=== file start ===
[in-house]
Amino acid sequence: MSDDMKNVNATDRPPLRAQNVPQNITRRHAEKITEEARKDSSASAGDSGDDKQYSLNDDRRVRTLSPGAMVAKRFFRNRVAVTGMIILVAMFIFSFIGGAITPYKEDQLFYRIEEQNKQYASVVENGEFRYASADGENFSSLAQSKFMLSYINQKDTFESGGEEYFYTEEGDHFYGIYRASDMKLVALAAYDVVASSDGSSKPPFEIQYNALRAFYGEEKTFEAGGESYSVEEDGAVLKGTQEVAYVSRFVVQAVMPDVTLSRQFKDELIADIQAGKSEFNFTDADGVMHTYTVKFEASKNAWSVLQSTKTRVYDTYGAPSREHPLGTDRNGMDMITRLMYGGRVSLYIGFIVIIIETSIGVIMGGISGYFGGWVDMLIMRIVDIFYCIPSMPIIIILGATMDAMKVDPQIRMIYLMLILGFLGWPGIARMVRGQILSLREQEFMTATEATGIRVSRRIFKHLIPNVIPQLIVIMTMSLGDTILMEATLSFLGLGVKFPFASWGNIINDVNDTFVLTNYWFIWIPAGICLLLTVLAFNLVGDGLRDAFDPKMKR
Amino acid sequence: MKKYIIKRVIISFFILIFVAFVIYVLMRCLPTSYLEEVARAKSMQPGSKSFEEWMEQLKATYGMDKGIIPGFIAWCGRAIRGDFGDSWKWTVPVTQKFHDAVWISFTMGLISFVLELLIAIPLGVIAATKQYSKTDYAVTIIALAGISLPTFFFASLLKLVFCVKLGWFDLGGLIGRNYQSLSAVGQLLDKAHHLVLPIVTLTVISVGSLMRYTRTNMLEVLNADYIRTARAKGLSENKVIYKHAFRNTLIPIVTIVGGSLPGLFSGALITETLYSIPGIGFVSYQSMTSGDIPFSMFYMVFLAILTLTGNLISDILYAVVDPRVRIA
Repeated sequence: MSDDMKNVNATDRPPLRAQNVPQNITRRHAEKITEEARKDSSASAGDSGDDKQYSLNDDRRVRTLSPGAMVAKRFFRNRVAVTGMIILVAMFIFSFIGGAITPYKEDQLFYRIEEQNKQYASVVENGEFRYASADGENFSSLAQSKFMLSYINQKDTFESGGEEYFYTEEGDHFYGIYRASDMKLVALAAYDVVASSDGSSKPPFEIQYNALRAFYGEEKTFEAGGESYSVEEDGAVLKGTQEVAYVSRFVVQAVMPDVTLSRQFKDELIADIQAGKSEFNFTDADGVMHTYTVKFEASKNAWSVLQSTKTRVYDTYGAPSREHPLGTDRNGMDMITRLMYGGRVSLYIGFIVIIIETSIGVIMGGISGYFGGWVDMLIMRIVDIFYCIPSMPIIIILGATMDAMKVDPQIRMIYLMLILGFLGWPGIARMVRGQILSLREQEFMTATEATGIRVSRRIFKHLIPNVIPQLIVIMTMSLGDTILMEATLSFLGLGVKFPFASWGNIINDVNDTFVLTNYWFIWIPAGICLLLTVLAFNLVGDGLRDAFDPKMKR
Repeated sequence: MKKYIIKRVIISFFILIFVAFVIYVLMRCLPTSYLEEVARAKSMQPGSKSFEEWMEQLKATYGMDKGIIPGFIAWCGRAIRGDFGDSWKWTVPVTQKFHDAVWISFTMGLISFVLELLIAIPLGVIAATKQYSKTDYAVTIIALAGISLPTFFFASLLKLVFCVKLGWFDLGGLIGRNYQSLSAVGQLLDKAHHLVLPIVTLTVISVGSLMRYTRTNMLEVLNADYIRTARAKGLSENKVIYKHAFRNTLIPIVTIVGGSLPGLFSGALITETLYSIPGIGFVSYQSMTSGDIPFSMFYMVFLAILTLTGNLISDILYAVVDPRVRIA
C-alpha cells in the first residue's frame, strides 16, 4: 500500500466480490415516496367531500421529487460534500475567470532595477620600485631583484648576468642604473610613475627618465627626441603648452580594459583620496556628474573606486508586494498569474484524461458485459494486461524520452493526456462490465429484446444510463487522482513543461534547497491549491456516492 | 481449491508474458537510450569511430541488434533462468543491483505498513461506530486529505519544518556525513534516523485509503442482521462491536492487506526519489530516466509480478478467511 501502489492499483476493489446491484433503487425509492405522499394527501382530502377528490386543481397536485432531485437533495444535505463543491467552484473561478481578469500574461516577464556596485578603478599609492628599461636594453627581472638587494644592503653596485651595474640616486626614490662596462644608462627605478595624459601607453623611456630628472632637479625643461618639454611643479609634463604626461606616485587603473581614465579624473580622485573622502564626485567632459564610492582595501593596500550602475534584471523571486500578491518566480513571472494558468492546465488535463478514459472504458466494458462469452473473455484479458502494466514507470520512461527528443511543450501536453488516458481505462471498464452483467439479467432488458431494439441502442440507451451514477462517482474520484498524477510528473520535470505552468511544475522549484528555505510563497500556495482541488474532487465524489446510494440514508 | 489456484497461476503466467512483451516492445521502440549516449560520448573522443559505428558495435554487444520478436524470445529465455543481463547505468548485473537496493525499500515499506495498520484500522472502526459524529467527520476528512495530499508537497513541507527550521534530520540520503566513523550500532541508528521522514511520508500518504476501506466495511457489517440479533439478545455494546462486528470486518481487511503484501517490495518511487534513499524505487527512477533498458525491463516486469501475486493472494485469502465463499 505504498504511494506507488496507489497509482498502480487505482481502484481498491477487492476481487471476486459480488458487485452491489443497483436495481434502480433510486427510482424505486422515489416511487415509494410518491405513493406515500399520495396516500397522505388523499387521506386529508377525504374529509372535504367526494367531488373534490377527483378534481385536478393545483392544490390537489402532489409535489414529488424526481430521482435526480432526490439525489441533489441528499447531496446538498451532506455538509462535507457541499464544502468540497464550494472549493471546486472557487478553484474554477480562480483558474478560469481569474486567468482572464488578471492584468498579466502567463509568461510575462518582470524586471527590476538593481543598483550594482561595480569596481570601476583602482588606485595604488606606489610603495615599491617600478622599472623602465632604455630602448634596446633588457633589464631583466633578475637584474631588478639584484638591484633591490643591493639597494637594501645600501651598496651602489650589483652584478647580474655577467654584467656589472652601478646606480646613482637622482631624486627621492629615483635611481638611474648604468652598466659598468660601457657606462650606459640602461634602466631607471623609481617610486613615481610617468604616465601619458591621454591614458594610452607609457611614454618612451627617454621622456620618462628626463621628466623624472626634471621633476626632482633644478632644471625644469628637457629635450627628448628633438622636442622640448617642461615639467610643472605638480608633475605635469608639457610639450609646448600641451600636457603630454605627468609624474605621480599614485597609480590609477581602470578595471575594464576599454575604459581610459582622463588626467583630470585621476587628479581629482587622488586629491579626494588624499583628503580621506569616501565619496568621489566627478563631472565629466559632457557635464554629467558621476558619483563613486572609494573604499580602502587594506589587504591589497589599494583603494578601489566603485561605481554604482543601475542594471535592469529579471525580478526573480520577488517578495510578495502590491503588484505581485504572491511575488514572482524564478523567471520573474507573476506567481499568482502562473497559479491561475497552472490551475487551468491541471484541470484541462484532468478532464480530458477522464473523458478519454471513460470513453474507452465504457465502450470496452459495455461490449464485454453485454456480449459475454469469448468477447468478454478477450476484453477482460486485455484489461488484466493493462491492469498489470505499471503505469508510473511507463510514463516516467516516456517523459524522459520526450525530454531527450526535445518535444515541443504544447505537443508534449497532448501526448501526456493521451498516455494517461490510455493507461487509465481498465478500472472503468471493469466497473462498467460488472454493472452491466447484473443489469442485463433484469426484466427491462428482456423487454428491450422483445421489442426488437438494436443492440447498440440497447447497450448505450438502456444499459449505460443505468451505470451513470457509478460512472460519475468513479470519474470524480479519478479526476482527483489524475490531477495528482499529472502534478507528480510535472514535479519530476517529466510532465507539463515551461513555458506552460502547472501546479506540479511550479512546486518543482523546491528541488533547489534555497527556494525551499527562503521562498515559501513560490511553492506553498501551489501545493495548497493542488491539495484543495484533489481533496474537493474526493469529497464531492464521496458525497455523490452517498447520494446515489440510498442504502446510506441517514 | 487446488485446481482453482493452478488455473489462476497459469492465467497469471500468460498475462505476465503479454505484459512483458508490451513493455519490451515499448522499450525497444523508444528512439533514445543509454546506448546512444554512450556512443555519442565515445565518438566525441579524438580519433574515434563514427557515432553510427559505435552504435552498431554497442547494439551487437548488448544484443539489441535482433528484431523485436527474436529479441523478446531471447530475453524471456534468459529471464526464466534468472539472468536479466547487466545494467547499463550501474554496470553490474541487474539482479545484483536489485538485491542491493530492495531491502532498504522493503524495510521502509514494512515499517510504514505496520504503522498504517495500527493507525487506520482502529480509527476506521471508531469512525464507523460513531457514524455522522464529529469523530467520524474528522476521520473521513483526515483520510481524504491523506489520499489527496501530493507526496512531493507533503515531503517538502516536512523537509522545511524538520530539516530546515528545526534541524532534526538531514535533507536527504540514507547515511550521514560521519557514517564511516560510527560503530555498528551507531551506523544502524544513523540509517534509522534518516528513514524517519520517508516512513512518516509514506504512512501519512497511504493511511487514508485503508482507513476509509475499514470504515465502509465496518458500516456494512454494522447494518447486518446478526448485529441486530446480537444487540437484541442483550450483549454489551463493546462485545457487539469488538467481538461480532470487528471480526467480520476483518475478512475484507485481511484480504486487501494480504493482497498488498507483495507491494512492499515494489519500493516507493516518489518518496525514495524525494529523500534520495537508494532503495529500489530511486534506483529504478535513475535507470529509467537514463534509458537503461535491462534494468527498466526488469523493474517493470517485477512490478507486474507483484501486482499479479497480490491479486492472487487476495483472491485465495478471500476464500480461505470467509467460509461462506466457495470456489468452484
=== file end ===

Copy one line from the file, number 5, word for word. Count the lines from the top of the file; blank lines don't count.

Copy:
Repeated sequence: MKKYIIKRVIISFFILIFVAFVIYVLMRCLPTSYLEEVARAKSMQPGSKSFEEWMEQLKATYGMDKGIIPGFIAWCGRAIRGDFGDSWKWTVPVTQKFHDAVWISFTMGLISFVLELLIAIPLGVIAATKQYSKTDYAVTIIALAGISLPTFFFASLLKLVFCVKLGWFDLGGLIGRNYQSLSAVGQLLDKAHHLVLPIVTLTVISVGSLMRYTRTNMLEVLNADYIRTARAKGLSENKVIYKHAFRNTLIPIVTIVGGSLPGLFSGALITETLYSIPGIGFVSYQSMTSGDIPFSMFYMVFLAILTLTGNLISDILYAVVDPRVRIA